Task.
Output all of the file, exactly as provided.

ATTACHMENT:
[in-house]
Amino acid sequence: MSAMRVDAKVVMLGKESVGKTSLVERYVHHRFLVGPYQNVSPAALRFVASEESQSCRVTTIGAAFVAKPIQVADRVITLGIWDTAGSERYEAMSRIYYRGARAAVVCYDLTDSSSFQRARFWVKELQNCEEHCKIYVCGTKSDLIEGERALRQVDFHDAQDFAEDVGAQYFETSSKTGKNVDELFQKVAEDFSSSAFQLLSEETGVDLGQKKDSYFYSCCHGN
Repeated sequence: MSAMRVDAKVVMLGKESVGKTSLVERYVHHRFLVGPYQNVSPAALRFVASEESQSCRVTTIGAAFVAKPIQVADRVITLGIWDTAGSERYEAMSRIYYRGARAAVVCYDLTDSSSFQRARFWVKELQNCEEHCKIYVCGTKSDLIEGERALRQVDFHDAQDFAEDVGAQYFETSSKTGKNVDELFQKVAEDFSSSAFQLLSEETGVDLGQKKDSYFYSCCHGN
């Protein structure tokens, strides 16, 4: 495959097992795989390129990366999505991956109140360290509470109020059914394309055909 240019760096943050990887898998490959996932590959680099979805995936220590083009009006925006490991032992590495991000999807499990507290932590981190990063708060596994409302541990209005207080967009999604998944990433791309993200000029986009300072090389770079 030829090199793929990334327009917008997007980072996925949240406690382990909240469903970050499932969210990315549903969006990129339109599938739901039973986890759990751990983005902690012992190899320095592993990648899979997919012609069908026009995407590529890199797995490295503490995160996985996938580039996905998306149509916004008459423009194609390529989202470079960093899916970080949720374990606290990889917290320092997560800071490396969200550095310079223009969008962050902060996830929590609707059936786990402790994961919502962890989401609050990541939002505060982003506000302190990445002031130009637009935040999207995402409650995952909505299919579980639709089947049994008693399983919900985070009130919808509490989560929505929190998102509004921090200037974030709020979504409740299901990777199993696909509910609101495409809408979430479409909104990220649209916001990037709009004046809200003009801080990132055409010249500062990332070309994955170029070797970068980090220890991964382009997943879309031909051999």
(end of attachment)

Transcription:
[in-house]
Amino acid sequence: MSAMRVDAKVVMLGKESVGKTSLVERYVHHRFLVGPYQNVSPAALRFVASEESQSCRVTTIGAAFVAKPIQVADRVITLGIWDTAGSERYEAMSRIYYRGARAAVVCYDLTDSSSFQRARFWVKELQNCEEHCKIYVCGTKSDLIEGERALRQVDFHDAQDFAEDVGAQYFETSSKTGKNVDELFQKVAEDFSSSAFQLLSEETGVDLGQKKDSYFYSCCHGN
Repeated sequence: MSAMRVDAKVVMLGKESVGKTSLVERYVHHRFLVGPYQNVSPAALRFVASEESQSCRVTTIGAAFVAKPIQVADRVITLGIWDTAGSERYEAMSRIYYRGARAAVVCYDLTDSSSFQRARFWVKELQNCEEHCKIYVCGTKSDLIEGERALRQVDFHDAQDFAEDVGAQYFETSSKTGKNVDELFQKVAEDFSSSAFQLLSEETGVDLGQKKDSYFYSCCHGN
């Protein structure tokens, strides 16, 4: 495959097992795989390129990366999505991956109140360290509470109020059914394309055909 240019760096943050990887898998490959996932590959680099979805995936220590083009009006925006490991032992590495991000999807499990507290932590981190990063708060596994409302541990209005207080967009999604998944990433791309993200000029986009300072090389770079 030829090199793929990334327009917008997007980072996925949240406690382990909240469903970050499932969210990315549903969006990129339109599938739901039973986890759990751990983005902690012992190899320095592993990648899979997919012609069908026009995407590529890199797995490295503490995160996985996938580039996905998306149509916004008459423009194609390529989202470079960093899916970080949720374990606290990889917290320092997560800071490396969200550095310079223009969008962050902060996830929590609707059936786990402790994961919502962890989401609050990541939002505060982003506000302190990445002031130009637009935040999207995402409650995952909505299919579980639709089947049994008693399983919900985070009130919808509490989560929505929190998102509004921090200037974030709020979504409740299901990777199993696909509910609101495409809408979430479409909104990220649209916001990037709009004046809200003009801080990132055409010249500062990332070309994955170029070797970068980090220890991964382009997943879309031909051999």